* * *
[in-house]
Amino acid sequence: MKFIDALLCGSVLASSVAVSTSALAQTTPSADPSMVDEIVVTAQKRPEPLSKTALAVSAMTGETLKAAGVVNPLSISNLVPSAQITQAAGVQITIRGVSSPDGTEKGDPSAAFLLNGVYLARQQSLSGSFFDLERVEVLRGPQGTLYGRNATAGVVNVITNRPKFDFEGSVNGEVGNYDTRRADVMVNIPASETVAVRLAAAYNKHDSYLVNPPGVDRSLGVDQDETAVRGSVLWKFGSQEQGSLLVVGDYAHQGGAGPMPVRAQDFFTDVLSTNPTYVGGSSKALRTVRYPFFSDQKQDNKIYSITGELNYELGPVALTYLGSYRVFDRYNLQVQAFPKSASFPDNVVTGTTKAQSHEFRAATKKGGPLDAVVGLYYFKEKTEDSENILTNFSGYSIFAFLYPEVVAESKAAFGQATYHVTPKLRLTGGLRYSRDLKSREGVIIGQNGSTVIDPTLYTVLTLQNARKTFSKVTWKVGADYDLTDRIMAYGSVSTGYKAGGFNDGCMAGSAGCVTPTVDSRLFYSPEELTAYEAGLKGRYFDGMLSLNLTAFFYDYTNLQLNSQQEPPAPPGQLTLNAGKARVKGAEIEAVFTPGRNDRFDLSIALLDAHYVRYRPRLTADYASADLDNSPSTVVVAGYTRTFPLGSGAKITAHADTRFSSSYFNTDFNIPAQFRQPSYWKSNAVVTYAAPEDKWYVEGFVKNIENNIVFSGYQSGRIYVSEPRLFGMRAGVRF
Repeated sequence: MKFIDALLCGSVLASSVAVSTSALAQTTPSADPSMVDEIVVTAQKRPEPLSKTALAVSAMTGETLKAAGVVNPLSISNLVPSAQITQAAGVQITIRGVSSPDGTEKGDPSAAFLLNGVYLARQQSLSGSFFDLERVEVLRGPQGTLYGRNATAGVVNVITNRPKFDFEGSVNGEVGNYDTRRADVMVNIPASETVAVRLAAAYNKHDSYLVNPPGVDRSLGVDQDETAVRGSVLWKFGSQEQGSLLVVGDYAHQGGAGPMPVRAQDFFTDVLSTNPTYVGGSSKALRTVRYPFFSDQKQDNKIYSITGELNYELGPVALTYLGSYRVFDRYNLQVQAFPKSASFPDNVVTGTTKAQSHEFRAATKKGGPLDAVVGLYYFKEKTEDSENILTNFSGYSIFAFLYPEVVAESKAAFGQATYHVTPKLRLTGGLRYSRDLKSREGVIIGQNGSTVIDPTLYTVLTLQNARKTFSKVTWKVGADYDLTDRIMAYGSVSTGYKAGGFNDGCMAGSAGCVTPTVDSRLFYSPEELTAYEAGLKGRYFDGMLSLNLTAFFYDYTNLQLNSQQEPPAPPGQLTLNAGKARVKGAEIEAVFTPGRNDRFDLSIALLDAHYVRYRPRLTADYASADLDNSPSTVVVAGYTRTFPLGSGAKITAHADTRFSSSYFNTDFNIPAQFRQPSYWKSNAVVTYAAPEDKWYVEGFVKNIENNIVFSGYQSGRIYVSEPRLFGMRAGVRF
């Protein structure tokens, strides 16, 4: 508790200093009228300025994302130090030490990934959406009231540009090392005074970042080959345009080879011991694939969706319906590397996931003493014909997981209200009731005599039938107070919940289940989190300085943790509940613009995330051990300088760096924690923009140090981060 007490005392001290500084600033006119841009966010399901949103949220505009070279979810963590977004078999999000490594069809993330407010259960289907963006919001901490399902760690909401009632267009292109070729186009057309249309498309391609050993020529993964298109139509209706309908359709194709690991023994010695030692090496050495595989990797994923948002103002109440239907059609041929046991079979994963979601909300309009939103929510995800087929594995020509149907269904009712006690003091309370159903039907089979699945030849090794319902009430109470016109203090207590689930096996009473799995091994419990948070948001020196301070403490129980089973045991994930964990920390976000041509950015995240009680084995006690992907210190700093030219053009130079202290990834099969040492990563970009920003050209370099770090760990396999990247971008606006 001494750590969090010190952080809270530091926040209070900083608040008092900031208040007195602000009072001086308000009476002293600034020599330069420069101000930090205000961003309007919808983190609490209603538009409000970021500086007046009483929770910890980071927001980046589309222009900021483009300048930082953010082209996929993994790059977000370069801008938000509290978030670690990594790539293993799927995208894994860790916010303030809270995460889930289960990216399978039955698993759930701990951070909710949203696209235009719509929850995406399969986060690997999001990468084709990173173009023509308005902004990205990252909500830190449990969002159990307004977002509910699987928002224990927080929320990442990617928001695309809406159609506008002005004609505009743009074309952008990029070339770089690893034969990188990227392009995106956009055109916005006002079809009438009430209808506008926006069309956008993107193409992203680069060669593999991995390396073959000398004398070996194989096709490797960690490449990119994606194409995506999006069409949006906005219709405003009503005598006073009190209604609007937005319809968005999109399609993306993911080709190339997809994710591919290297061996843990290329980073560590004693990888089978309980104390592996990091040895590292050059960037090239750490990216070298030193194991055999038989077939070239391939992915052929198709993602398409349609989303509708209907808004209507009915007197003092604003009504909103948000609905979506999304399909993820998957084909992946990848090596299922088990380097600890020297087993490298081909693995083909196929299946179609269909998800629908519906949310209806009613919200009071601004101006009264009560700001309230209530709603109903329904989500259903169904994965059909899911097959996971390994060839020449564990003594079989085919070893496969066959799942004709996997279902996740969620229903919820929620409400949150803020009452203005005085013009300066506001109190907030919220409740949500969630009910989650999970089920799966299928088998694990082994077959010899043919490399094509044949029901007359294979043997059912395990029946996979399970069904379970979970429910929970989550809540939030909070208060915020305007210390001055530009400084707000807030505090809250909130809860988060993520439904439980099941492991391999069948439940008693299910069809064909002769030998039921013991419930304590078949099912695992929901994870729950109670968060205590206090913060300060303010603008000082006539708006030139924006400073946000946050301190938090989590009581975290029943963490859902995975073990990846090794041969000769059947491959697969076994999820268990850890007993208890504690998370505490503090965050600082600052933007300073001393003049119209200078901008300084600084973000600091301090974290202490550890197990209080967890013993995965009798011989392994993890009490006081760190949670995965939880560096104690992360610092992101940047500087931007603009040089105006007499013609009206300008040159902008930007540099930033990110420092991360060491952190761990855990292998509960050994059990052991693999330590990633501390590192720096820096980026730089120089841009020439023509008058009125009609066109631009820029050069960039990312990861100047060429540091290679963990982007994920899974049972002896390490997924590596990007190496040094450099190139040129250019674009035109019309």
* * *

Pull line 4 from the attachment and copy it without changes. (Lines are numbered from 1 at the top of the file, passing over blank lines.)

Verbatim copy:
């Protein structure tokens, strides 16, 4: 508790200093009228300025994302130090030490990934959406009231540009090392005074970042080959345009080879011991694939969706319906590397996931003493014909997981209200009731005599039938107070919940289940989190300085943790509940613009995330051990300088760096924690923009140090981060 007490005392001290500084600033006119841009966010399901949103949220505009070279979810963590977004078999999000490594069809993330407010259960289907963006919001901490399902760690909401009632267009292109070729186009057309249309498309391609050993020529993964298109139509209706309908359709194709690991023994010695030692090496050495595989990797994923948002103002109440239907059609041929046991079979994963979601909300309009939103929510995800087929594995020509149907269904009712006690003091309370159903039907089979699945030849090794319902009430109470016109203090207590689930096996009473799995091994419990948070948001020196301070403490129980089973045991994930964990920390976000041509950015995240009680084995006690992907210190700093030219053009130079202290990834099969040492990563970009920003050209370099770090760990396999990247971008606006 001494750590969090010190952080809270530091926040209070900083608040008092900031208040007195602000009072001086308000009476002293600034020599330069420069101000930090205000961003309007919808983190609490209603538009409000970021500086007046009483929770910890980071927001980046589309222009900021483009300048930082953010082209996929993994790059977000370069801008938000509290978030670690990594790539293993799927995208894994860790916010303030809270995460889930289960990216399978039955698993759930701990951070909710949203696209235009719509929850995406399969986060690997999001990468084709990173173009023509308005902004990205990252909500830190449990969002159990307004977002509910699987928002224990927080929320990442990617928001695309809406159609506008002005004609505009743009074309952008990029070339770089690893034969990188990227392009995106956009055109916005006002079809009438009430209808506008926006069309956008993107193409992203680069060669593999991995390396073959000398004398070996194989096709490797960690490449990119994606194409995506999006069409949006906005219709405003009503005598006073009190209604609007937005319809968005999109399609993306993911080709190339997809994710591919290297061996843990290329980073560590004693990888089978309980104390592996990091040895590292050059960037090239750490990216070298030193194991055999038989077939070239391939992915052929198709993602398409349609989303509708209907808004209507009915007197003092604003009504909103948000609905979506999304399909993820998957084909992946990848090596299922088990380097600890020297087993490298081909693995083909196929299946179609269909998800629908519906949310209806009613919200009071601004101006009264009560700001309230209530709603109903329904989500259903169904994965059909899911097959996971390994060839020449564990003594079989085919070893496969066959799942004709996997279902996740969620229903919820929620409400949150803020009452203005005085013009300066506001109190907030919220409740949500969630009910989650999970089920799966299928088998694990082994077959010899043919490399094509044949029901007359294979043997059912395990029946996979399970069904379970979970429910929970989550809540939030909070208060915020305007210390001055530009400084707000807030505090809250909130809860988060993520439904439980099941492991391999069948439940008693299910069809064909002769030998039921013991419930304590078949099912695992929901994870729950109670968060205590206090913060300060303010603008000082006539708006030139924006400073946000946050301190938090989590009581975290029943963490859902995975073990990846090794041969000769059947491959697969076994999820268990850890007993208890504690998370505490503090965050600082600052933007300073001393003049119209200078901008300084600084973000600091301090974290202490550890197990209080967890013993995965009798011989392994993890009490006081760190949670995965939880560096104690992360610092992101940047500087931007603009040089105006007499013609009206300008040159902008930007540099930033990110420092991360060491952190761990855990292998509960050994059990052991693999330590990633501390590192720096820096980026730089120089841009020439023509008058009125009609066109631009820029050069960039990312990861100047060429540091290679963990982007994920899974049972002896390490997924590596990007190496040094450099190139040129250019674009035109019309």